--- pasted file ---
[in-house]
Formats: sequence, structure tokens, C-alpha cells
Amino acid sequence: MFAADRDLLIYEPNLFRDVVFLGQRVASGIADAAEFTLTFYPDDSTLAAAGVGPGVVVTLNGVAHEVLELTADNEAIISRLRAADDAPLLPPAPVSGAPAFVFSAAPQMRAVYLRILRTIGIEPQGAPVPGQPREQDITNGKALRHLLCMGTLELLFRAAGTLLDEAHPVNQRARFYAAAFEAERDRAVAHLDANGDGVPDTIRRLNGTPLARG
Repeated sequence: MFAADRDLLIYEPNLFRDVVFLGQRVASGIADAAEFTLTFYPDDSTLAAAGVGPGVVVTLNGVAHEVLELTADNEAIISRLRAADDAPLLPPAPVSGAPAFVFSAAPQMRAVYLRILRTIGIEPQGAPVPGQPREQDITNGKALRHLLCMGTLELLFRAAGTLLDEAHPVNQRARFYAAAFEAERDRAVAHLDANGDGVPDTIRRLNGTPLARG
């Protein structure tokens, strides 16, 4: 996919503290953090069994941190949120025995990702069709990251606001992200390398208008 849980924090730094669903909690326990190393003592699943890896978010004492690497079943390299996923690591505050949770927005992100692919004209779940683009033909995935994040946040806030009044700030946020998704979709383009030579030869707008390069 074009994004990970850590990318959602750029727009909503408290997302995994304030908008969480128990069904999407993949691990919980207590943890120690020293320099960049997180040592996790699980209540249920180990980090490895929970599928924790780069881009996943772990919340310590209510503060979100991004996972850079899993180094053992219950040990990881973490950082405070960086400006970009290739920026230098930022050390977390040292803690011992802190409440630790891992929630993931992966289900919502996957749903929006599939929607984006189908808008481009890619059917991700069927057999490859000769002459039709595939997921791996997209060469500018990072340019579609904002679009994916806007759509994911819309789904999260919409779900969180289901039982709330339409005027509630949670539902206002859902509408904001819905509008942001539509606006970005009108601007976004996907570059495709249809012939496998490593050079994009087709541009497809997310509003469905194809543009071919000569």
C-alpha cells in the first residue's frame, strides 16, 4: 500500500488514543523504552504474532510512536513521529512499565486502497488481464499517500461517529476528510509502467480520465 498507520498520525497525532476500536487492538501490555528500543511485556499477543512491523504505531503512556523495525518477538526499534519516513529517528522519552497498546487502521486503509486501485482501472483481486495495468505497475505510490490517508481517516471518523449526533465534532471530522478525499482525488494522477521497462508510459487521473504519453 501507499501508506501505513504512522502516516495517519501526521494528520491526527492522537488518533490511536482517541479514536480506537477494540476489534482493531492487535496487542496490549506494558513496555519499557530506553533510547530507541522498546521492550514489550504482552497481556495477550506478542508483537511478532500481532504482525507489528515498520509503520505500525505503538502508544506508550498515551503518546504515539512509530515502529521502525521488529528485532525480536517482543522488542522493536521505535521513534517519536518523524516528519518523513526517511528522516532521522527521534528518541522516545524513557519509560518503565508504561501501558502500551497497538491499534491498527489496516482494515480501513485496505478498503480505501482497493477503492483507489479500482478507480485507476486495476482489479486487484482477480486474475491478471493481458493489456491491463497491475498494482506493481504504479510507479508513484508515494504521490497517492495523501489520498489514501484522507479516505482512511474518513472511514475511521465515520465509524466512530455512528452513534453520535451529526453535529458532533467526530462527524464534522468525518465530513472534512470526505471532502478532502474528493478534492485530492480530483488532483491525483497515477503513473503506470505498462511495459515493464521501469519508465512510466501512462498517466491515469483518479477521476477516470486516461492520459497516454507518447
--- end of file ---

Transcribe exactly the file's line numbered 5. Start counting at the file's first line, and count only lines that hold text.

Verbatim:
């Protein structure tokens, strides 16, 4: 996919503290953090069994941190949120025995990702069709990251606001992200390398208008 849980924090730094669903909690326990190393003592699943890896978010004492690497079943390299996923690591505050949770927005992100692919004209779940683009033909995935994040946040806030009044700030946020998704979709383009030579030869707008390069 074009994004990970850590990318959602750029727009909503408290997302995994304030908008969480128990069904999407993949691990919980207590943890120690020293320099960049997180040592996790699980209540249920180990980090490895929970599928924790780069881009996943772990919340310590209510503060979100991004996972850079899993180094053992219950040990990881973490950082405070960086400006970009290739920026230098930022050390977390040292803690011992802190409440630790891992929630993931992966289900919502996957749903929006599939929607984006189908808008481009890619059917991700069927057999490859000769002459039709595939997921791996997209060469500018990072340019579609904002679009994916806007759509994911819309789904999260919409779900969180289901039982709330339409005027509630949670539902206002859902509408904001819905509008942001539509606006970005009108601007976004996907570059495709249809012939496998490593050079994009087709541009497809997310509003469905194809543009071919000569």